On the cushion’s velvet lining that the lamplight gloated o’er,
But whose velvet violet lining with the lamplight gloating o’er,
She shall press, ah, nevermore!
Then methought the air grew denser, perfumed from an unseen censer
Swung by Seraphim whose footfalls tinkled on the tufted floor.
“Wretch”, I cried, “thy God hath lent thee — by these angels he
hath sent thee
Respite — respite and nepenthe, from thy memories of Lenore!
Quaff, oh quaff this kind nepenthe and forget this lost Lenore!”
Quoth the Raven, “Nevermore”.
“Prophet!” said I, “thing of evil! — prophet still, if bird or
Whether Tempter sent, or whether tempest tossed thee here ashore,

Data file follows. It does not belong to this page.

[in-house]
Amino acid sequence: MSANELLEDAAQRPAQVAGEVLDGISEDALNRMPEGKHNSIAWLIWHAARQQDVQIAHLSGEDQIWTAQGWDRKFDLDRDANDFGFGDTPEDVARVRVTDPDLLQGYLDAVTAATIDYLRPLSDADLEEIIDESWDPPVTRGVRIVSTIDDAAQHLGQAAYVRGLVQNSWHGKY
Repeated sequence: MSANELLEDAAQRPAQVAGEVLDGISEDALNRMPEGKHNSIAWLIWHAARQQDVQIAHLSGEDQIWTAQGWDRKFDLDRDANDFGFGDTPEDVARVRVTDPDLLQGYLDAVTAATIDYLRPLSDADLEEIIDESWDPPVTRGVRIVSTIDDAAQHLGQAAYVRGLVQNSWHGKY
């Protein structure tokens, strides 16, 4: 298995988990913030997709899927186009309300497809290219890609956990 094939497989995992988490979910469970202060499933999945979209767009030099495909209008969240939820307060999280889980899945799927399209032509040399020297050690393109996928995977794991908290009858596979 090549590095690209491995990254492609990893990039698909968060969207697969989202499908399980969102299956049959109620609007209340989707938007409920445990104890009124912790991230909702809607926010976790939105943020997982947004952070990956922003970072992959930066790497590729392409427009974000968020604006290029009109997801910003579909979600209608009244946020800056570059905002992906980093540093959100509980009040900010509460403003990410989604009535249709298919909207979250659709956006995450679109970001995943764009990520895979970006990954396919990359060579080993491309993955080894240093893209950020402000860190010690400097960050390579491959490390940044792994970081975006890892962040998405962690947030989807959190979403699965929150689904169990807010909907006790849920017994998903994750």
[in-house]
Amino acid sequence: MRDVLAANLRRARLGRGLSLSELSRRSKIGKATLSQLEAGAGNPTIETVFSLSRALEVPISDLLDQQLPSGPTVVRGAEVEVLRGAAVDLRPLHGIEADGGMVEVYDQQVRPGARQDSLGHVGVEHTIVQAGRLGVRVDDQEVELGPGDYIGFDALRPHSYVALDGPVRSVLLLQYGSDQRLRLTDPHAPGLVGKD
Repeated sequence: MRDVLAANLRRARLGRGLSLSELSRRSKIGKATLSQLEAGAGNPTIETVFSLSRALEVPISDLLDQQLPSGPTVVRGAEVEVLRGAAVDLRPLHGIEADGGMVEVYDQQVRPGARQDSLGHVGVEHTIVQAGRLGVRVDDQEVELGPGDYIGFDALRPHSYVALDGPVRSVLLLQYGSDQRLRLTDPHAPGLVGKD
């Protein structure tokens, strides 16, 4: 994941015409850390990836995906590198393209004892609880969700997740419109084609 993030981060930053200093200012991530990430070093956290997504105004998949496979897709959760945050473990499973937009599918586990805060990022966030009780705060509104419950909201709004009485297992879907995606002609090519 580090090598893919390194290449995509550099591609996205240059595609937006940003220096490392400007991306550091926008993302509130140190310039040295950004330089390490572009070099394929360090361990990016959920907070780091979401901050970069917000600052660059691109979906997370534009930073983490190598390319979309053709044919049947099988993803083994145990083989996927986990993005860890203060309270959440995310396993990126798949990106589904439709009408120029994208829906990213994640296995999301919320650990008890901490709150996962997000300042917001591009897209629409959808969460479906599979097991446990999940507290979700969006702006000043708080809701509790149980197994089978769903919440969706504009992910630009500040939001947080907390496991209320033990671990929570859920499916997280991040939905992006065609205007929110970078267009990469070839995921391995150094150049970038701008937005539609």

Desolate yet all undaunted, on this desert land enchanted —
On this home by horror haunted — tell me truly, I implore —
Is there — is there balm in Gilead? — tell me — tell me, I implore!”
Quoth the Raven, “Nevermore.”
“Prophet!” said I, “thing of evil — prophet still, if bird or
By that Heaven that bends above us — by that God we both adore —
Tell this soul with sorrow laden if, within the distant Aidenn,
It shall clasp a sainted maiden whom the angels name Lenore —
Clasp a rare and radiant maiden whom the angels name Lenore.”
Quoth the Raven, “Nevermore”.
“Be that word our sign in parting, bird or fiend”, I shrieked,
“Get thee back into the tempest and the Night’s Plutonian shore!
Leave no black plume as a token of that lie thy soul hath spoken!
Leave my loneliness unbroken! — quit the bust above my door!
Take thy beak from out my heart, and take thy form from off my
Quoth the Raven, “Nevermore”.
And the Raven, never flitting, still is sitting, still is sitting
On the pallid bust of Pallas just above my chamber door,
And his eyes have all the seeming of a demon’s that is dreaming,